Paolo Stanzani, a mechanical engineer and one of the fathers of the Lamborghini Miura, died Wednesday at the age of 81.
With Giampaolo Dallara and designer Marcello Gandini, Stanzani created not only the revolutionary Miura in 1966 but subsequent Lamborghini vehicles, including the Countach.
“His vision, his creative genius and innovative approach to projects are still a source of inspiration for Lamborghini,” the automaker said in announcing Stanzani’s death.
Stanzani was born in Bologna, Italy, on July 20, 1936. He studied mechanical engineering at the University of Bologna and went to work for Ferruccio Lamborghini in September, 1963, as Dallara’s assistant. His initial duties were in dimensional-structural engineering in the testing department and in working with coachbuilders including Touring, Bertone, Marazzi, Zagato and Silat.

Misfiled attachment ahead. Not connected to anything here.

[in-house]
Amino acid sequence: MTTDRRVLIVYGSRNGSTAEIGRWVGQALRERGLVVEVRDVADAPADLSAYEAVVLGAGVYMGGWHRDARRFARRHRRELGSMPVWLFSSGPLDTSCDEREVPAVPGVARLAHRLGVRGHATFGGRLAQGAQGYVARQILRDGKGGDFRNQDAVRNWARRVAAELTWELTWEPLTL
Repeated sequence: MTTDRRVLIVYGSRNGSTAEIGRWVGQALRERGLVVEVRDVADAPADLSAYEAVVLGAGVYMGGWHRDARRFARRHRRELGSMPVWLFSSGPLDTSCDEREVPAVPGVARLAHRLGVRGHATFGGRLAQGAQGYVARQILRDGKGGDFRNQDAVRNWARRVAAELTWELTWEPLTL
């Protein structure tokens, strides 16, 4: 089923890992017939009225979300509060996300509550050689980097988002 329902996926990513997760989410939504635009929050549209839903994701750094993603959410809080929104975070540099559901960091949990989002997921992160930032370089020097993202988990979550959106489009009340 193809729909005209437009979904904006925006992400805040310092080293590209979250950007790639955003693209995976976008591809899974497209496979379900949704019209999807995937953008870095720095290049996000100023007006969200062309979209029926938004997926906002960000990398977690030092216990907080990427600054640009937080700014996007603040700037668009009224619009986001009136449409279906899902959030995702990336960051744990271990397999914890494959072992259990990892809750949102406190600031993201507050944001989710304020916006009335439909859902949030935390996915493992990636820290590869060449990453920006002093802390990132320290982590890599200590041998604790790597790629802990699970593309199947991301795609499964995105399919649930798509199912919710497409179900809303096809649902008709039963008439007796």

Four years later he was promoted to replace Dallara as general manager and technical director of Automobili Lamborghini.
In addition to the Miura and Countach, Stanzani played key roles in the creation of vehicles including the Espada, Jarama, Miura S and SV and Urraco.
After leaving Lamborghini, Stanzani was helped in the development of the Bugatti EB110 and in Formula One racing with Minardi. Later he became involved in producing energy from renewable resources.